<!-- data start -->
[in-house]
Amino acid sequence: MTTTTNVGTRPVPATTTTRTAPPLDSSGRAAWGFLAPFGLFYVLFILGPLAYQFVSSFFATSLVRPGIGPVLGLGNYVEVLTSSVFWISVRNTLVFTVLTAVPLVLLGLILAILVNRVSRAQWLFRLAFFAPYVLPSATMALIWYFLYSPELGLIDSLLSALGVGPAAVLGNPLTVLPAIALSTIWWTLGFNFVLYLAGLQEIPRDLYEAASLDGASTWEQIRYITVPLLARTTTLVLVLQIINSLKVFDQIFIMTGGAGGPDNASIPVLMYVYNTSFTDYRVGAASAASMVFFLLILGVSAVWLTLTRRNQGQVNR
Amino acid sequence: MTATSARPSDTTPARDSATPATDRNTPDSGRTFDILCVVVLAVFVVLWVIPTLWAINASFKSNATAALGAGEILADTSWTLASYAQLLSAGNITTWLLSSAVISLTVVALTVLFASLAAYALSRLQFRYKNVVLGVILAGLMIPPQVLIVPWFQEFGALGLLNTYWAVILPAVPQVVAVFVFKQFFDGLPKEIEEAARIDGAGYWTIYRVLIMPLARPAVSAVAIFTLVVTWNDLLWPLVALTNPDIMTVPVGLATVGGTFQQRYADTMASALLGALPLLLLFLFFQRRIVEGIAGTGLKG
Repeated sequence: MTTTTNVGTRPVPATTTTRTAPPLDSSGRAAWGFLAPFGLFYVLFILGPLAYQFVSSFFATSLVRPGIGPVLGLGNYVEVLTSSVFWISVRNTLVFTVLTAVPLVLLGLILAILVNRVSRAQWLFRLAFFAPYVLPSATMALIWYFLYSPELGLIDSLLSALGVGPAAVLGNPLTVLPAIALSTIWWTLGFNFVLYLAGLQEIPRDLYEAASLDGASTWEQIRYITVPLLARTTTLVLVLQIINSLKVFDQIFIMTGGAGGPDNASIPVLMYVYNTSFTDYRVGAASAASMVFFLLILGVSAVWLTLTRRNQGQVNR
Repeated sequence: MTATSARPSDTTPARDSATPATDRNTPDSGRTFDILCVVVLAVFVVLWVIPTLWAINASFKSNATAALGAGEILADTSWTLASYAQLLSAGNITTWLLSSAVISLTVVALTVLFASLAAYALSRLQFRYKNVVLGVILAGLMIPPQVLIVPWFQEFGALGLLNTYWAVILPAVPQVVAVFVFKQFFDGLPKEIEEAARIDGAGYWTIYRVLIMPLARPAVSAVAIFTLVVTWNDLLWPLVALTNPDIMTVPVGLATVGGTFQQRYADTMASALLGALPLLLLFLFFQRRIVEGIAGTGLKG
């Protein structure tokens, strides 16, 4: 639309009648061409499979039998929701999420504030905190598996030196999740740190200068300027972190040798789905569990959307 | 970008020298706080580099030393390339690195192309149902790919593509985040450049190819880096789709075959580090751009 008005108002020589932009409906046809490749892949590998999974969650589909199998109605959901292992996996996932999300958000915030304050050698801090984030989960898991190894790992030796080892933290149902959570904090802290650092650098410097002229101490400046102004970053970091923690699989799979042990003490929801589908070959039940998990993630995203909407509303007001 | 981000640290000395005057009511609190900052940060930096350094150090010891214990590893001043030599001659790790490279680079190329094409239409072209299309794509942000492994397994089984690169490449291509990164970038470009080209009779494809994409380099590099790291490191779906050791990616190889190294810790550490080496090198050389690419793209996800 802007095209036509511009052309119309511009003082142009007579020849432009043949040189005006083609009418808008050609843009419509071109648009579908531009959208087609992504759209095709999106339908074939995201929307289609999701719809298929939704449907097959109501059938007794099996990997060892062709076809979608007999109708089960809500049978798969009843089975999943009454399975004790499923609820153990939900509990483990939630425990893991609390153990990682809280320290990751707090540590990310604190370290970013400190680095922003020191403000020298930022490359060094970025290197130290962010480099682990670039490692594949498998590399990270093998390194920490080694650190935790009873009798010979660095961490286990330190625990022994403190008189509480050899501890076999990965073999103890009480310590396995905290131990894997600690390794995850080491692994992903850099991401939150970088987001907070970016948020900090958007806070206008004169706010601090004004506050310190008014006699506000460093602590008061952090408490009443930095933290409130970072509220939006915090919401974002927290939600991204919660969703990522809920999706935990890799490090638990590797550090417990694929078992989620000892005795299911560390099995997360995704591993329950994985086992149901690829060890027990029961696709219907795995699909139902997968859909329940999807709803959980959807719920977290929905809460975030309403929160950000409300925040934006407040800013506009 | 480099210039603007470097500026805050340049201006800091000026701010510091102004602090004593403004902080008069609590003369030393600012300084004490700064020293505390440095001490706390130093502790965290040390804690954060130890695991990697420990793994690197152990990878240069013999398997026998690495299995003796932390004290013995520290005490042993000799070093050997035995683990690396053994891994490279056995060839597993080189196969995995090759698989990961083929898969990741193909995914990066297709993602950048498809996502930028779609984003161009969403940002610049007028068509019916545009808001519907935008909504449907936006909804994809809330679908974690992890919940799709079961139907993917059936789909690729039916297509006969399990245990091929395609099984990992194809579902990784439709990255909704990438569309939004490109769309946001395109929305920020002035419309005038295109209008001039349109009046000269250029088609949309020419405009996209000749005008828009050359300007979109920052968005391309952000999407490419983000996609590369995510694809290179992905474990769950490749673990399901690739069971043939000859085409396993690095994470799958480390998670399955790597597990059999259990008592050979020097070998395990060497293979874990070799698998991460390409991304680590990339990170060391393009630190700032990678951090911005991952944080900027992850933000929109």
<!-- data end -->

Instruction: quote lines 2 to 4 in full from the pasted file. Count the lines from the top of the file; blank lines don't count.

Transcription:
Amino acid sequence: MTTTTNVGTRPVPATTTTRTAPPLDSSGRAAWGFLAPFGLFYVLFILGPLAYQFVSSFFATSLVRPGIGPVLGLGNYVEVLTSSVFWISVRNTLVFTVLTAVPLVLLGLILAILVNRVSRAQWLFRLAFFAPYVLPSATMALIWYFLYSPELGLIDSLLSALGVGPAAVLGNPLTVLPAIALSTIWWTLGFNFVLYLAGLQEIPRDLYEAASLDGASTWEQIRYITVPLLARTTTLVLVLQIINSLKVFDQIFIMTGGAGGPDNASIPVLMYVYNTSFTDYRVGAASAASMVFFLLILGVSAVWLTLTRRNQGQVNR
Amino acid sequence: MTATSARPSDTTPARDSATPATDRNTPDSGRTFDILCVVVLAVFVVLWVIPTLWAINASFKSNATAALGAGEILADTSWTLASYAQLLSAGNITTWLLSSAVISLTVVALTVLFASLAAYALSRLQFRYKNVVLGVILAGLMIPPQVLIVPWFQEFGALGLLNTYWAVILPAVPQVVAVFVFKQFFDGLPKEIEEAARIDGAGYWTIYRVLIMPLARPAVSAVAIFTLVVTWNDLLWPLVALTNPDIMTVPVGLATVGGTFQQRYADTMASALLGALPLLLLFLFFQRRIVEGIAGTGLKG
Repeated sequence: MTTTTNVGTRPVPATTTTRTAPPLDSSGRAAWGFLAPFGLFYVLFILGPLAYQFVSSFFATSLVRPGIGPVLGLGNYVEVLTSSVFWISVRNTLVFTVLTAVPLVLLGLILAILVNRVSRAQWLFRLAFFAPYVLPSATMALIWYFLYSPELGLIDSLLSALGVGPAAVLGNPLTVLPAIALSTIWWTLGFNFVLYLAGLQEIPRDLYEAASLDGASTWEQIRYITVPLLARTTTLVLVLQIINSLKVFDQIFIMTGGAGGPDNASIPVLMYVYNTSFTDYRVGAASAASMVFFLLILGVSAVWLTLTRRNQGQVNR